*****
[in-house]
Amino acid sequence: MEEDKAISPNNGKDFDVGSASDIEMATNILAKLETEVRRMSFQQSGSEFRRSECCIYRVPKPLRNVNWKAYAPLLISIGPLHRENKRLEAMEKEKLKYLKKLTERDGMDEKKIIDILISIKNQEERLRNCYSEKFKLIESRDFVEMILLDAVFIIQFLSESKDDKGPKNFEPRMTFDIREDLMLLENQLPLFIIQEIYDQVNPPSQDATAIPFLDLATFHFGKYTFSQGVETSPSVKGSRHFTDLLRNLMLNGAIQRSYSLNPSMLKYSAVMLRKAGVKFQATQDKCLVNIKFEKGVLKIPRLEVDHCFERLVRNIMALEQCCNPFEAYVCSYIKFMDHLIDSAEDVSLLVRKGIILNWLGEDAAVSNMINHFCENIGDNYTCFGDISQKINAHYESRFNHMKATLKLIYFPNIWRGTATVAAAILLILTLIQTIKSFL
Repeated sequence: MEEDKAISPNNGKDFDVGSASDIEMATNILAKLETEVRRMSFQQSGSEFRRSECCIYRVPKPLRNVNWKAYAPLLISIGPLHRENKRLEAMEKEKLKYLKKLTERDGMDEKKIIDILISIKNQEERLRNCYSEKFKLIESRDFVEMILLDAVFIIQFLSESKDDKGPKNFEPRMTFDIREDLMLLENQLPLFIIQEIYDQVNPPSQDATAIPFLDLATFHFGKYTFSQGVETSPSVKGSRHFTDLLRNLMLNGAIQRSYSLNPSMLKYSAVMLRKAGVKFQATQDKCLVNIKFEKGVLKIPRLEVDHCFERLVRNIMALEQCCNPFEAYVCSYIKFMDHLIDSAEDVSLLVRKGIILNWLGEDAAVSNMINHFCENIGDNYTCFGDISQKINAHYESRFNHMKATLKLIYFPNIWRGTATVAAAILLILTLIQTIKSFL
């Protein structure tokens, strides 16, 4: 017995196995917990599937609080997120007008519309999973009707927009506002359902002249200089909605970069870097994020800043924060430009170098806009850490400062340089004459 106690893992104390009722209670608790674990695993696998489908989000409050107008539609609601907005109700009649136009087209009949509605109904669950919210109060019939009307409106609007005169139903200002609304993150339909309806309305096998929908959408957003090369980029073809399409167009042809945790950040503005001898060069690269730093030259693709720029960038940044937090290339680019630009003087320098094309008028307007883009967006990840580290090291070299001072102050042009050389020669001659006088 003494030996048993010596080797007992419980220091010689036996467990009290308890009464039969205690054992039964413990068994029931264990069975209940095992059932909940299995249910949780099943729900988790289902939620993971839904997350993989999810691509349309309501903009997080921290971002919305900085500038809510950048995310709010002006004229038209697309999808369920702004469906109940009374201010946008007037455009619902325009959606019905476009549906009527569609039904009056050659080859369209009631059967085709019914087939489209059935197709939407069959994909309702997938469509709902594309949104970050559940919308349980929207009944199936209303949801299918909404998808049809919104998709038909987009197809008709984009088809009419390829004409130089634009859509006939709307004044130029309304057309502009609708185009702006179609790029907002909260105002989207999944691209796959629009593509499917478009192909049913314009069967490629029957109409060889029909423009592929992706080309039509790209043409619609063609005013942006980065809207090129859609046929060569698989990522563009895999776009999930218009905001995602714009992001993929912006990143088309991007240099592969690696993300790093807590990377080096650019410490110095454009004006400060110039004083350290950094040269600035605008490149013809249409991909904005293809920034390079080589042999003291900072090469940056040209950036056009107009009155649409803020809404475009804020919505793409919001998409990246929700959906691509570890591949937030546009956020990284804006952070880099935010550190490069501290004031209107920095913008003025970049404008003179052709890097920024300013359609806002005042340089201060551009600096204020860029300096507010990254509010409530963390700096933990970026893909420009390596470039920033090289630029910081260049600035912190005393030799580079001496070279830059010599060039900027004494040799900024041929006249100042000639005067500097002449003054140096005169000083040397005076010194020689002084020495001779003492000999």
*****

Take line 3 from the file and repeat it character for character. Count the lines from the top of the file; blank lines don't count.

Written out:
Repeated sequence: MEEDKAISPNNGKDFDVGSASDIEMATNILAKLETEVRRMSFQQSGSEFRRSECCIYRVPKPLRNVNWKAYAPLLISIGPLHRENKRLEAMEKEKLKYLKKLTERDGMDEKKIIDILISIKNQEERLRNCYSEKFKLIESRDFVEMILLDAVFIIQFLSESKDDKGPKNFEPRMTFDIREDLMLLENQLPLFIIQEIYDQVNPPSQDATAIPFLDLATFHFGKYTFSQGVETSPSVKGSRHFTDLLRNLMLNGAIQRSYSLNPSMLKYSAVMLRKAGVKFQATQDKCLVNIKFEKGVLKIPRLEVDHCFERLVRNIMALEQCCNPFEAYVCSYIKFMDHLIDSAEDVSLLVRKGIILNWLGEDAAVSNMINHFCENIGDNYTCFGDISQKINAHYESRFNHMKATLKLIYFPNIWRGTATVAAAILLILTLIQTIKSFL